Executive Summary:

News reports and anecdotal evidence have long indicated that, in addition to the positive effects that the Olympic Games and other mega-events can have on an urban space, they can also diminish the enjoyment of housing rights. Poor and homeless people, marginalised ethnic minorities, or simply those in the way of development related to the mega-event, have been forced from their homes or living spaces – or even forced from the city. Often the net impact of hosting the Olympic Games or similar mega-events is to permanently place housing beyond the financial means of a significant seg¬ment of society. To date, however, this aspect of Olympic development has not been systematically documented. This report – the result of three years of intensive research by the Centre on Housing Rights and Evictions (COHRE) and partners – is an effort to fill this gap.

In Seoul, 720,000 people were forcibly evicted from their homes in preparation for the Olympic Games in 1988. In Barcelona, housing became so unaffordable as a result of the Olympic Games that low income earners were forced to leave the city. In Atlanta 9,000 arrest citations were issued to homeless people (mostly African-Americans) as part of an Olympics-inspired campaign to ‘clean the streets and approximately 30,000 people were displaced bij Olympics-related gentrification and development’. In Athens, hundreds of Roma were displaced under the pretext of Olympics-related preparations. In the lead up to the 2008 Olympic Games in Beijing, COHRE estinates that over 1.25 million people already have been displaced due to Olympics-related urban redevelopment, with at least another quarter of a million displacements expected in the year prior to the staging of the event. In London, housing for 1,000 people is already under threat of demolition, over five years before the Olympic Games are due to be held.

COHRE research has established that the Olympic Games and other mega-events are often catalysts for redevelopment entailing massive displacements and reductions in low cost and social housing stock, all of which result in a significant decrease in housing affordability. In addition, specific legislation is often concurrently introduced, for example to allow for speedy expropriations of property or to criminalise homelessness. These factors all give rise to housing impacts which disproportionately affect the most vulnerable and marginalised members of the community. Moreover, there is often little or no participation of local residents in the decision making processes for mega-events.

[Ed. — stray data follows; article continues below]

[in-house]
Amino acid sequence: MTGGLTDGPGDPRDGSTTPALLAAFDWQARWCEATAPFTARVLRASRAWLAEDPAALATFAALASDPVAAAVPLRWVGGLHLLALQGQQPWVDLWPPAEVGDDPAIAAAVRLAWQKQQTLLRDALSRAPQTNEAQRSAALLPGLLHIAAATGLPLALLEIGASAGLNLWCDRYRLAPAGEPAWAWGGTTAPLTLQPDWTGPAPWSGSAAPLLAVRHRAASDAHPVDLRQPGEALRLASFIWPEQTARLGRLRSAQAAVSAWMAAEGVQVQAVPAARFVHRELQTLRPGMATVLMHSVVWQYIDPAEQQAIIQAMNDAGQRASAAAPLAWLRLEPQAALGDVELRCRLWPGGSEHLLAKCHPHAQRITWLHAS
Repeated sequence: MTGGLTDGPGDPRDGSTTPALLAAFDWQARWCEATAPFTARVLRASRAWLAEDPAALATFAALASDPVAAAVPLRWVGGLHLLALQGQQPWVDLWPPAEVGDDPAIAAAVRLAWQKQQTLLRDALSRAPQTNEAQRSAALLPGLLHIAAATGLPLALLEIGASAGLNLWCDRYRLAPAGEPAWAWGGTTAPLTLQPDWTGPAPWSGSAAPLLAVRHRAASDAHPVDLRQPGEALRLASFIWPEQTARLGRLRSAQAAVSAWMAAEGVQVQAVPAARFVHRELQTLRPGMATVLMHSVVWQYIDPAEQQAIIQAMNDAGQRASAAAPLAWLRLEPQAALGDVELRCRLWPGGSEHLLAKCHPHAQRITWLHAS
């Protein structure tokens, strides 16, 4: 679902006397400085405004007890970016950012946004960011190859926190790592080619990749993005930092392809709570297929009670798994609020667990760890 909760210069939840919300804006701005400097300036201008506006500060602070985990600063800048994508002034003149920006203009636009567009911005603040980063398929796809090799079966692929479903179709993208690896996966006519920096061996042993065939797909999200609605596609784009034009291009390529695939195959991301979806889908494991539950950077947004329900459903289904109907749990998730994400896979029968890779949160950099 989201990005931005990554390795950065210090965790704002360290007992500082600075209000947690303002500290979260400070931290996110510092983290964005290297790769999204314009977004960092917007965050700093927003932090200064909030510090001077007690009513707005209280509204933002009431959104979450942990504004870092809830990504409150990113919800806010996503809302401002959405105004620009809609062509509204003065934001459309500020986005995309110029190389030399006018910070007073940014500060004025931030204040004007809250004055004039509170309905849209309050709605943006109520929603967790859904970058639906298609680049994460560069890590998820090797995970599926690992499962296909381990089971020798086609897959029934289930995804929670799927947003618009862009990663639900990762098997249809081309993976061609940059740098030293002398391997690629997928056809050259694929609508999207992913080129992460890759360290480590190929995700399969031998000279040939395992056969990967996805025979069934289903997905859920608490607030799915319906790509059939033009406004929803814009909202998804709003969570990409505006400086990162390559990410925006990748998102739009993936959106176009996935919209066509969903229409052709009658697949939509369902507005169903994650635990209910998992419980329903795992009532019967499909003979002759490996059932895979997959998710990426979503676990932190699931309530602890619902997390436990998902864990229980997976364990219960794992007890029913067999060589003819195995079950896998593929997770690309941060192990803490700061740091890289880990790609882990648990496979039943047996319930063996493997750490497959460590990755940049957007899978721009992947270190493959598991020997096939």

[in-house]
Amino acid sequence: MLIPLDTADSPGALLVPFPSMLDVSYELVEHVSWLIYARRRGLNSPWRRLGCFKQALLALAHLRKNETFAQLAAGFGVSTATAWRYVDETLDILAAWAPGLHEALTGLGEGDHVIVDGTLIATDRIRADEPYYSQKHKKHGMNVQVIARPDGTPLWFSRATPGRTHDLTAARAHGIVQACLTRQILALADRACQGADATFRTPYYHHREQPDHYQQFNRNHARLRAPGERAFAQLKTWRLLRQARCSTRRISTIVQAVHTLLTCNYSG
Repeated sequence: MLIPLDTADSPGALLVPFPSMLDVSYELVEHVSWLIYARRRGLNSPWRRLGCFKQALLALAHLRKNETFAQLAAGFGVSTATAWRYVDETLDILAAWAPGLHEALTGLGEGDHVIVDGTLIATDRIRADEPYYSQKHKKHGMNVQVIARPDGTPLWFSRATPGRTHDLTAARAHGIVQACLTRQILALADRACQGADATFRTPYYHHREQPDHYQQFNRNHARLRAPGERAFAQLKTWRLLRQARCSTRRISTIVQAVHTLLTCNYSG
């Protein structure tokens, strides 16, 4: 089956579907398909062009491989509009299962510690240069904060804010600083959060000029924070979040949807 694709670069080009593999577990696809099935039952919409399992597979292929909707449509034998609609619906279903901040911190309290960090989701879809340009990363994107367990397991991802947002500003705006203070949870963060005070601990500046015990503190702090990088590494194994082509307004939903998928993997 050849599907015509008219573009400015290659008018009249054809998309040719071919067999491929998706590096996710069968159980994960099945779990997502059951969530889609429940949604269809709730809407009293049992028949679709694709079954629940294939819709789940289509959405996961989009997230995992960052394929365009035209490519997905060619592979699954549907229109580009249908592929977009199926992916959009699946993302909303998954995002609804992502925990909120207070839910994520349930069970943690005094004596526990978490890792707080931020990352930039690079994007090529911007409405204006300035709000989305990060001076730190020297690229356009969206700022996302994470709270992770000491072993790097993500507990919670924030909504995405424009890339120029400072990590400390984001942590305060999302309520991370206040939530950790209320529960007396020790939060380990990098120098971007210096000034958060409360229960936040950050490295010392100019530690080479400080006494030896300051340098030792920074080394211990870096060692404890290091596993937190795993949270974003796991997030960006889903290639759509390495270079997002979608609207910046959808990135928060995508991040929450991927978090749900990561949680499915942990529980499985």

COHRE’s study also analyses other mega-events; the Olympic Games being just one example of a mega-event that detri¬mentally affects the housing rights of the local population. There are many different kinds of mega-events: sporting events such as the Olympic or Asian Games; political events such as the IMF/World Bank conferences; or cultural events such as World Expositions. COHRE’s research has shown that these and other types of mega-events also threaten the housing rights of local communities and individuals.

For decades, cultural, sporting and political mega-events have been characterised by these negative housing impacts. Thousands of people have been displaced and forcibly evicted from event sites, and displacements and forced evictions due to the urban redevelopment and gentrification connected to hosting mega-events are also common, as the cost of housing escalates and the city’s stock of social and low cost housing diminishes.

For example, COHRE’s research shows that in relation to cultural events such as World Fairs: 18,000 people were evicted from the site of the Shanghai 2010 World Expo and at least 400,000 people have been relocated from nearby parts of the city owing to related urban development; 1,000 homes were destroyed in shantytowns in Abuja for the 2002 Miss World Beauty Pageant; 180,000 people (30,000 families) were evicted in Santo Domingo for the 1992 500th Columbus Anniversary; 5,000 people were evicted in Bangkok for the 1991 Miss Universe Beauty Pageant; between 1,400 and 3,000 people were evicted in Brisbane as a consequence of the 1988 Expo; between 1,000 and 2,000 units of low income housing were lost in Vancouver as a consequence of the 1986 World’s Fair; and 1,500 tenants were evicted in Knoxville as a result of the 1982 World’s Fair.